Photo courtesy of Nica Ross
Example of postcard asking to maintain route 61 bus service
Last week, about 100 residents met at the Braddock Carnegie Library in Braddock to sign postcards asking the Port Authority of Allegheny County to consider their public-transit needs when considering changes that will likely come with the proposed implementation of a Pittsburgh Bus Rapid Transit system.
The BRT, which some have called light rail on rubber wheels, will make big changes to infrastructure along Fifth and Forbes avenues between Oakland and Downtown. The project will include installation of bus-only lanes, new stations with modern shelters, bike lanes, and will shorten bus-travel times. But, as City Paper
reported in April, it could also change the bus rides of at least 1,500 riders
from areas like Swissvale, Braddock, Duquesne and McKeesport. The number 61 bus routes, which currently start in McKeesport and Braddock and travel towards Downtown through Oakland, will be altered thanks to the BRT and their future of the 61 routes is up in the air.
Under current BRT proposals, the 61 routes will become feeder routes to the BRT and will stop in Oakland, instead of continuing on their usual route to Downtown. This means route-61 riders will need to transfer in Oakland to get all the way Downtown.
Advocates who attended the Dec. 19 postcard signing event in Braddock are worried the changes will lead to steep decreases in bus frequency for Mon Valley communities, as well as the potential of making route 61 riders pay for a transfer that they normally didn’t have to pay for. Nica Ross, a route 61 rider from Braddock, wrote in an email to CP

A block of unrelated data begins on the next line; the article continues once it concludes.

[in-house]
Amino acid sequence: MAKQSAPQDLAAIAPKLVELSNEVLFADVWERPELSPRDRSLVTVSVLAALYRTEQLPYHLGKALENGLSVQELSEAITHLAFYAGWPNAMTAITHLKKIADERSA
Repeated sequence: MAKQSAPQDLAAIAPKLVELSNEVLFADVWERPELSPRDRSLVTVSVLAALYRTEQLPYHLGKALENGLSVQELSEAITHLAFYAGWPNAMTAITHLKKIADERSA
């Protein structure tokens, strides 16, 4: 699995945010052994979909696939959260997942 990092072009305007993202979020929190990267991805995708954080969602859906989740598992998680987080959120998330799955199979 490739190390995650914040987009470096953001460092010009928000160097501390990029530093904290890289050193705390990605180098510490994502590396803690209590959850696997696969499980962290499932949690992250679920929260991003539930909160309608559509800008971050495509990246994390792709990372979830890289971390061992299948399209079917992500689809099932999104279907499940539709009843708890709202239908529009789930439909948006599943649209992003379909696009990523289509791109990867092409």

that the proposed changes “would have enormous impacts on Mon Valley residents' access to food, employment, childcare, healthcare and community.”
To address these potential issues, the residents signed postcards asking the Port Authority
to ensure that service reductions wont occur and transfers will be made free for route-61 riders. Ross also told CP
that residents at the event said they would like to see the Port Authority consider using capital funds towards expanding the East Busway into Braddock and Monroeville, instead applying its funds to the BRT.
The Port Authority has shown a willingness to listen to these issues. In October, the authority held a couple community meetings in Mon Valley towns to listen to bus riders concerns. And the Pittsburgh Post-Gazette
reported in October that “although the agency hasn’t announced a formal policy yet on the cost of transfers, Allegheny County Executive Rich Fitzgerald has said at public meetings that the transfers would be free.”
Port Authority has yet to make any final decisions on how the BRT will impact routes connecting to the Mon Valley. Port Authority spokesperson Adam Brandolph told the P-G
in October that the authority is “still looking at all of the options available.”
The postcards will be delivered to Port Authority board members when they resume meeting in January 2018.